In case you missed it, here are six key takeaways about implementing the future of work processes into current operating models. Read Thomas Doering’s blog post for more background.
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OTM brings these ideas to life for clients because we added the future of work considerations to the foundation phase in our organization design solution. Our consultants require and guide clients through these considerations before moving forward with the design process. This proactive approach means the future of work is built into and implemented in the client’s operating model. In this way, the future of work is integral to OTM’s solution and not viewed as a separate piece of the puzzle to deal with later. A big distinction between how other companies approach the future of work and OTM’s approach is that we emphasize networking these ideas through the company at the onset.
Three core actions include:
Making sure that the redesign process is done correctly and that decisions are made in the proper order can be a key step in making an organization’s workplace goals a reality. However, in some cases where there are difficulties in implementing these goals, an organization may not have the right leaders in place. Leaders need to live the organization’s operating model and ensure technology is being used effectively. Also, it is essential that leaders and managers understand the technology, know what it is doing for the organization, and that they do not interfere with the design work.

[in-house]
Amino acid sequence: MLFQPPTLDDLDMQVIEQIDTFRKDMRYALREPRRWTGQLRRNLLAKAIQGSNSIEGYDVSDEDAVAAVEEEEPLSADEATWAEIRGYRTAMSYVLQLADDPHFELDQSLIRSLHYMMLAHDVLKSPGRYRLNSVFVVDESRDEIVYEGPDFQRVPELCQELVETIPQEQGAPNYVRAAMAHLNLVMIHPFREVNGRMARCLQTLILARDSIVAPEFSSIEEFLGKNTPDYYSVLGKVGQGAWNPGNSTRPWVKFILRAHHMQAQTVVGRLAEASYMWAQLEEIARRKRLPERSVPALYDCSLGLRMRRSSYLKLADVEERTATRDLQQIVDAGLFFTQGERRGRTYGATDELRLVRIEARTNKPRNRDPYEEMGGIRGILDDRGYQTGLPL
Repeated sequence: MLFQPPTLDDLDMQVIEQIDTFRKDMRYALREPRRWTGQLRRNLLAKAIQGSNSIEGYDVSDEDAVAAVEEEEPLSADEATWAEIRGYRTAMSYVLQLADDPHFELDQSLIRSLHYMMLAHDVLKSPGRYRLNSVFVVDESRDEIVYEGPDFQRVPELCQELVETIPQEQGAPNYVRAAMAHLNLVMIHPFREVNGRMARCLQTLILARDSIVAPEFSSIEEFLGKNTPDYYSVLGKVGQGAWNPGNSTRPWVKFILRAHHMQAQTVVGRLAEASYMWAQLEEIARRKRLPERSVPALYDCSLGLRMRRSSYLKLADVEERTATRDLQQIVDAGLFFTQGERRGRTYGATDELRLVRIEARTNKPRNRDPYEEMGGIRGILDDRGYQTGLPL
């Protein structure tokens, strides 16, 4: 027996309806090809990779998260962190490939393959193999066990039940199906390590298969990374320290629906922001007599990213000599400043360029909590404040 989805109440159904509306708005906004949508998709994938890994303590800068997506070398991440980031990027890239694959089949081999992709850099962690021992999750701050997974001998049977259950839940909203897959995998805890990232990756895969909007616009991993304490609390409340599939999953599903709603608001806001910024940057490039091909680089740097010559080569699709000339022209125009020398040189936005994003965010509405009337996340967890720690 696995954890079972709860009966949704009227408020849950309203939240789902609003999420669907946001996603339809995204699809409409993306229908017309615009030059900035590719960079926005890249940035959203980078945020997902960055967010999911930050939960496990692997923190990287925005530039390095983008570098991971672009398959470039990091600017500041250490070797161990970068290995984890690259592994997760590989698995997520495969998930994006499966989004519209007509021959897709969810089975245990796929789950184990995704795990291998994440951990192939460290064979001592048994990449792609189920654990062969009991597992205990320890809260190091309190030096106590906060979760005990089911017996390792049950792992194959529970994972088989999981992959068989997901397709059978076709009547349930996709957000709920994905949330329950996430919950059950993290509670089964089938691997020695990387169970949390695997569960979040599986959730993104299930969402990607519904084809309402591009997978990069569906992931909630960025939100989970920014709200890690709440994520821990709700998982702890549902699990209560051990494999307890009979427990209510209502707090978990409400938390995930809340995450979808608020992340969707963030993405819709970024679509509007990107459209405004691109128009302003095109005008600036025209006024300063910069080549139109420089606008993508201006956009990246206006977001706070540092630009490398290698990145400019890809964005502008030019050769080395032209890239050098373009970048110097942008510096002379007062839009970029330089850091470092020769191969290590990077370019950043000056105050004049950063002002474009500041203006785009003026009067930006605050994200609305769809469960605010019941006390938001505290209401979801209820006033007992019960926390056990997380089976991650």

With significantly more people working from home, there are more obstacles for employers. For some companies change is taking place at two levels: build out a new organization design while adjusting to the way people work and the preparation of that work done virtually. With these obstacles, there needs to be more organization in the “office” and a greater amount of quality team communication. Working in a virtual environment requires more detailed planning and organization around projects.
There are five main reasons for a meeting:
OTM recommends that organizations focus their meetings on decision making and problem-solving as much as possible and reduce the amount of information sharing, which can be done through other methods of communication. The fact that people are together does not classify the event as a meeting. When people meet to coordinate there is a hugely different experience than when people meet todo value-adding work. However, most organizations default to using meetings for information sharing instead of doing work. In these instances, the leaders an organization has in place can make the difference. Good leaders and managers can integrate all of their roles and be able to complete them effectively.
Coordination involves making sure people are doing the right things at the right time. Integration is ensuring that all of the pieces of a project or work come together to create the desired outcome.
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